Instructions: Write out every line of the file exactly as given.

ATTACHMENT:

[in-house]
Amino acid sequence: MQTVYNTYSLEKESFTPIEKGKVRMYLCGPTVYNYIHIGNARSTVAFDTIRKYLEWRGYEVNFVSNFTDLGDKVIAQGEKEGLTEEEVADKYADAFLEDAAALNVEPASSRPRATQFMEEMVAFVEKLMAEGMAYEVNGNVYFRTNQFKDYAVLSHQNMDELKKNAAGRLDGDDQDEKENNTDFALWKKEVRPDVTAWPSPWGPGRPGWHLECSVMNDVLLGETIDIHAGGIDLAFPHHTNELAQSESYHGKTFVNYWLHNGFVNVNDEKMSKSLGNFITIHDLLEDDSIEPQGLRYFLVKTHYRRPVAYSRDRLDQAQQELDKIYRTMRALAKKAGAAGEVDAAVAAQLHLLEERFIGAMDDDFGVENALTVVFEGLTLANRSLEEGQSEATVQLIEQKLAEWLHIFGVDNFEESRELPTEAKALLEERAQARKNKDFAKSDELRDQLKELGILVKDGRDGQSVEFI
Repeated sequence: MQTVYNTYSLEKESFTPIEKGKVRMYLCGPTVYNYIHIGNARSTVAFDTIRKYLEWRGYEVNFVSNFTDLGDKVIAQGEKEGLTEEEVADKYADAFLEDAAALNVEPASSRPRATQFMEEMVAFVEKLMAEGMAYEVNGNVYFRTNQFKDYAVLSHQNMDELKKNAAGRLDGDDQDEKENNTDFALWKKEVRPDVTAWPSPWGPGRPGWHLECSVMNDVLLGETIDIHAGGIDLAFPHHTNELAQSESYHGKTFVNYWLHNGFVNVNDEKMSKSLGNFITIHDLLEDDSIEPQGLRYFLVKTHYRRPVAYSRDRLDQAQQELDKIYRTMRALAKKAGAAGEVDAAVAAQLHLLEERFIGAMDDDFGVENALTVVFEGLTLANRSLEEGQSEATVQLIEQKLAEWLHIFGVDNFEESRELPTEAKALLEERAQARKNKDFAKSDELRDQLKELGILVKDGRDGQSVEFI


[in-house]
Amino acid sequence: MQTVYNTYSLEKESFTPIEKGKVRMYLCGPTVYNYIHIGNARSTVAFDTIRKYLEWRGYEVNFVSNFTDLGDKVIAQGEKEGLTEEEVADKYADAFLEDAAALNVEPASSRPRATQFMEEMVAFVEKLMAEGMAYEVNGNVYFRTNQFKDYAVLSHQNMDELKKNAAGRLDGDDQDEKENNTDFALWKKEVRPDVTAWPSPWGPGRPGWHLECSVMNDVLLGETIDIHAGGIDLAFPHHTNELAQSESYHGKTFVNYWLHNGFVNVNDEKMSKSLGNFITIHDLLEDDSIEPQGLRYFLVKTHYRRPVAYSRDRLDQAQQELDKIYRTMRALAKKAGAAGEVDAAVAAQLHLLEERFIGAMDDDFGVENALTVVFEGLTLANRSLEEGQSEATVQLIEQKLAEWLHIFGVDNFEESRELPTEAKALLEERAQARKNKDFAKSDELRDQLKELGILVKDGRDGQSVEFI
Repeated sequence: MQTVYNTYSLEKESFTPIEKGKVRMYLCGPTVYNYIHIGNARSTVAFDTIRKYLEWRGYEVNFVSNFTDLGDKVIAQGEKEGLTEEEVADKYADAFLEDAAALNVEPASSRPRATQFMEEMVAFVEKLMAEGMAYEVNGNVYFRTNQFKDYAVLSHQNMDELKKNAAGRLDGDDQDEKENNTDFALWKKEVRPDVTAWPSPWGPGRPGWHLECSVMNDVLLGETIDIHAGGIDLAFPHHTNELAQSESYHGKTFVNYWLHNGFVNVNDEKMSKSLGNFITIHDLLEDDSIEPQGLRYFLVKTHYRRPVAYSRDRLDQAQQELDKIYRTMRALAKKAGAAGEVDAAVAAQLHLLEERFIGAMDDDFGVENALTVVFEGLTLANRSLEEGQSEATVQLIEQKLAEWLHIFGVDNFEESRELPTEAKALLEERAQARKNKDFAKSDELRDQLKELGILVKDGRDGQSVEFI